Deaths of homeless people have increased by nearly a quarter over five years to almost 600, according to official estimates.
Deaths of rough sleepers and those in emergency accommodation rose from 482 in 2013 to 597 last year across England and Wales, according to the first Office for National Statistics (ONS) research of its kind.
— Office for National Statistics (@ONS) December 20, 2018
Life expectancy for the homeless is nearly half that for people in stable housing, with homeless men and women dying on average at the age of 44.
London and the North West of England had the highest mortality rates, while in England and Wales last year more than half of homeless deaths were due to drug poisoning, liver disease or suicide.
Over half of all deaths of homeless people in 2017 were due to:
accidents including drug poisoning (40%),
suicides (13%),December 20, 2018
The statistics came a day after MPs were told about the death of a homeless man, a 43-year-old known as Gyula Remes, who was found outside the Houses of Parliament.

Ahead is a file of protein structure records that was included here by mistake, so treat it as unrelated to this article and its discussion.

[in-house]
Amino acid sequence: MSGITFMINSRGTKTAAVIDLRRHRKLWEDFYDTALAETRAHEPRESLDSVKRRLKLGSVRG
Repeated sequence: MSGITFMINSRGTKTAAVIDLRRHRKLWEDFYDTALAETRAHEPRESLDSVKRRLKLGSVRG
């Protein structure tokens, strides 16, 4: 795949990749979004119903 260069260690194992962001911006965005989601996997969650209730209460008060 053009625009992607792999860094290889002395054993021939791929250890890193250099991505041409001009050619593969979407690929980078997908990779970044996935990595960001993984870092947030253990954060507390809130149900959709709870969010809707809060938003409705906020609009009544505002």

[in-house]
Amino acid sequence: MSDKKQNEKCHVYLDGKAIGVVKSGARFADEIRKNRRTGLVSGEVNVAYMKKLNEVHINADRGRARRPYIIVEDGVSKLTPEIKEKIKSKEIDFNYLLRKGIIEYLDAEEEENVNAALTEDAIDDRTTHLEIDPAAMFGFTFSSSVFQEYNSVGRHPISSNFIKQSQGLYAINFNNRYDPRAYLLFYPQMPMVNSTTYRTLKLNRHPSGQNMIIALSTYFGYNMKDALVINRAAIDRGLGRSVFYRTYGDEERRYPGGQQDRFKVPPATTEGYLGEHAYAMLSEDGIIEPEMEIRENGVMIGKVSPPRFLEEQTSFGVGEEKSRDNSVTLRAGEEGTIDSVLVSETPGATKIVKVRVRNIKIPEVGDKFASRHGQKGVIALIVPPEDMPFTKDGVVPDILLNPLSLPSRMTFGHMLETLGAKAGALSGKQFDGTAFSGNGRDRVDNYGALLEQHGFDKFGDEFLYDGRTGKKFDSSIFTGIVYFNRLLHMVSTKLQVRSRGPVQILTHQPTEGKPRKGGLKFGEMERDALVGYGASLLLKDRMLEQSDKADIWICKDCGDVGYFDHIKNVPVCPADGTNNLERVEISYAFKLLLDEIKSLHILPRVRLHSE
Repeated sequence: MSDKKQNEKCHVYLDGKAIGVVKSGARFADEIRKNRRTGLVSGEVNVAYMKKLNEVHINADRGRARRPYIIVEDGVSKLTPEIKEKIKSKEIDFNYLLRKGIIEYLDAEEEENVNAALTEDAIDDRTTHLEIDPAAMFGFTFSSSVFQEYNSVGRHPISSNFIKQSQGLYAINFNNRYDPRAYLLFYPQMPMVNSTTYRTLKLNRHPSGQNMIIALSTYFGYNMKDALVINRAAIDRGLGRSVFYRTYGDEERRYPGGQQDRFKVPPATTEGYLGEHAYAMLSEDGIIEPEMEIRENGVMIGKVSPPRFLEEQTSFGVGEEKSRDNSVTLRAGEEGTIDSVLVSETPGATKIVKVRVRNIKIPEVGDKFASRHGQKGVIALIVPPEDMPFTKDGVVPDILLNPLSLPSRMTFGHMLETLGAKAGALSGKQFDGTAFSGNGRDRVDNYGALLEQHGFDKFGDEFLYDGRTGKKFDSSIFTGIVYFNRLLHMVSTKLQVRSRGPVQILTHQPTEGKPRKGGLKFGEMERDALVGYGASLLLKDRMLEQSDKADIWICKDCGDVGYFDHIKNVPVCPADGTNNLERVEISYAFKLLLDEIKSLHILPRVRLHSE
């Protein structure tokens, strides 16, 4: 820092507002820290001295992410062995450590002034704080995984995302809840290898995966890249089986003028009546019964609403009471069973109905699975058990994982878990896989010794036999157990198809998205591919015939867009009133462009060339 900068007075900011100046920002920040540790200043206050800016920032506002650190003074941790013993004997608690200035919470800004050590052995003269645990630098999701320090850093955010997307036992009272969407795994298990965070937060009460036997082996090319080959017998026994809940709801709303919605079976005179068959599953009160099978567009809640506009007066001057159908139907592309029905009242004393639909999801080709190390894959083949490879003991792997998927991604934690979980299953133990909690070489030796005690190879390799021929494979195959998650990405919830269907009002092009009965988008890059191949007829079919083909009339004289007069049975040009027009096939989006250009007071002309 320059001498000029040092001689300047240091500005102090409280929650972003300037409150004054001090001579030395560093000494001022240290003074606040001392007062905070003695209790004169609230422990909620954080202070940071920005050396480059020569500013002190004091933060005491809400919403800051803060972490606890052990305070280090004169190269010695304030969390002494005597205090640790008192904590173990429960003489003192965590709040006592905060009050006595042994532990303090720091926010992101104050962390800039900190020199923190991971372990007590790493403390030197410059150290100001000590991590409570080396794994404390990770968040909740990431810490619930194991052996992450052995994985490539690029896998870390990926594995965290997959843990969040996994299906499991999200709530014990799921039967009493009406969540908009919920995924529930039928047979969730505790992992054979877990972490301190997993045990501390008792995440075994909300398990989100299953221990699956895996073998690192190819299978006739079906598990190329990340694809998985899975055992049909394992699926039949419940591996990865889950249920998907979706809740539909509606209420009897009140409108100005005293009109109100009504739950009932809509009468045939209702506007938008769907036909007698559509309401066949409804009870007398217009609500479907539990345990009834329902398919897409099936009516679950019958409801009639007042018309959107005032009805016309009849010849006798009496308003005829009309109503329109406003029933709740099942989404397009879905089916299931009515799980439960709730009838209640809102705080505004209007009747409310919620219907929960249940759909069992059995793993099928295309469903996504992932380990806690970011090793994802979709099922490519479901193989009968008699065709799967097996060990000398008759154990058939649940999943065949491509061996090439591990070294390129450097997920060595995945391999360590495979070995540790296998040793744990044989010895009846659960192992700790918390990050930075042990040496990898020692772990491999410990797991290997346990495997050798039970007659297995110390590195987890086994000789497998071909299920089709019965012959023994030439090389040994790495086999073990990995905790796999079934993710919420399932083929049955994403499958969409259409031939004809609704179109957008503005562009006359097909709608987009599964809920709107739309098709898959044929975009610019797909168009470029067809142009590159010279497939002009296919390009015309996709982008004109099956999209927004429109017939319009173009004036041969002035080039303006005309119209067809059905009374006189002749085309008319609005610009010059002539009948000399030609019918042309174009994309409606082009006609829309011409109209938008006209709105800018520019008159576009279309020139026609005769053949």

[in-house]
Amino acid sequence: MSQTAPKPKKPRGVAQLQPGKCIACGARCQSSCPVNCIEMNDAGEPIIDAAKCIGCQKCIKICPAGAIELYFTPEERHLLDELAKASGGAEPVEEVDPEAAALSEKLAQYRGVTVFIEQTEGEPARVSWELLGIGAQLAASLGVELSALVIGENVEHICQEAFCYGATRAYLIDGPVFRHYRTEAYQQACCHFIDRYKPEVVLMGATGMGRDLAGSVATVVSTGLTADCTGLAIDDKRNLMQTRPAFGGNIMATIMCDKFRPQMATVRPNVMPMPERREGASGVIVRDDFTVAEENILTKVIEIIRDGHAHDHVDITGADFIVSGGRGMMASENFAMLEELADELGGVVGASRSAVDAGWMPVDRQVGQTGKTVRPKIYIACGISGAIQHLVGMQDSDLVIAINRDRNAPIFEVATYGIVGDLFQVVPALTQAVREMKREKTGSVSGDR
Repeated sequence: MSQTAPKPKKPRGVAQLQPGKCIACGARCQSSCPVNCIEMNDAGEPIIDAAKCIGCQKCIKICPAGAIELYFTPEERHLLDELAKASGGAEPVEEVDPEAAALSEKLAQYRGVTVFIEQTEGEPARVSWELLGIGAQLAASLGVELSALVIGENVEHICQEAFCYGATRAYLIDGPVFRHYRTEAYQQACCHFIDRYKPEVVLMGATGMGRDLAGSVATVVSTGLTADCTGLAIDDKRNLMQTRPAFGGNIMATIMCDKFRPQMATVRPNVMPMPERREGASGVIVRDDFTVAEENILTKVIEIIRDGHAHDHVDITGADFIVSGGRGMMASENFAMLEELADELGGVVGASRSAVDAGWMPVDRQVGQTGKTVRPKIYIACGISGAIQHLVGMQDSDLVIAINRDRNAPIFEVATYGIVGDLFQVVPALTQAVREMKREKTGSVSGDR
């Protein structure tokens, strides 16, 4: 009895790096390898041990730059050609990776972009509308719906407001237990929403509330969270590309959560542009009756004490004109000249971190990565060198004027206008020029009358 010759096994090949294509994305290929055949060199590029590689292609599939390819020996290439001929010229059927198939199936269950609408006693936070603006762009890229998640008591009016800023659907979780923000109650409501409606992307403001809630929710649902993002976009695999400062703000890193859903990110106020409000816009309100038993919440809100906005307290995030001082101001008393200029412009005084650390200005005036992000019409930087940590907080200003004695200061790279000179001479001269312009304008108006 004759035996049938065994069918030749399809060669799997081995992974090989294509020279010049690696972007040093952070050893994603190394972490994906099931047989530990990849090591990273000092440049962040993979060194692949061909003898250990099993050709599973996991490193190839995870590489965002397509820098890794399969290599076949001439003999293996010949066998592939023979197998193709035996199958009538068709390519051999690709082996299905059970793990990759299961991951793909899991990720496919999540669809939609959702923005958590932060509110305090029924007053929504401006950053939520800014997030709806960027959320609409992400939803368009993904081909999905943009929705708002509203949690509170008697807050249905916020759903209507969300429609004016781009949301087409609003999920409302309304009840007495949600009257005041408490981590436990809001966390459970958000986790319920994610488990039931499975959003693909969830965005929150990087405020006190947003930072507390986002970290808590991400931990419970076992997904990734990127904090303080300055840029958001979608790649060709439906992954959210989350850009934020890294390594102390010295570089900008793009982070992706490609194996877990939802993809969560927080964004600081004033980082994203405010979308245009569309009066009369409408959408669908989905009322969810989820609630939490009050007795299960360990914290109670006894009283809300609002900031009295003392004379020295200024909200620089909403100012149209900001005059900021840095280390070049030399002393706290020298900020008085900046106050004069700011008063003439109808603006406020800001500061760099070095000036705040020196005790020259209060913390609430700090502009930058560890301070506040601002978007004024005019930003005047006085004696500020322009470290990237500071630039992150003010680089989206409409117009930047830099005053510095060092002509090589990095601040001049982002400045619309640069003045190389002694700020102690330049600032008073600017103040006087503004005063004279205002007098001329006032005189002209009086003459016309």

He was the second homeless man known to have died beside the Palace of Westminster this year, but the fresh statistics show the scale of such deaths across the nation.
London was the worst hit last year with more than a fifth of the estimated deaths, at 136, while the North West had 119.
Government figures released last week showed the number of households living in temporary accommodation in England had risen by 5% in a year to 82,310.
Data previously showed the number of people officially recorded as sleeping on the streets of England rose from 1,768 in 2010 to 4,751 in 2017, but charities warned the true figure could be more than double this.
Work on the latest ONS figures was prompted by research from the Bureau of Investigative Journalism in October, which found at least 449 homeless people had died in the UK in the previous 12 months.
- Press Association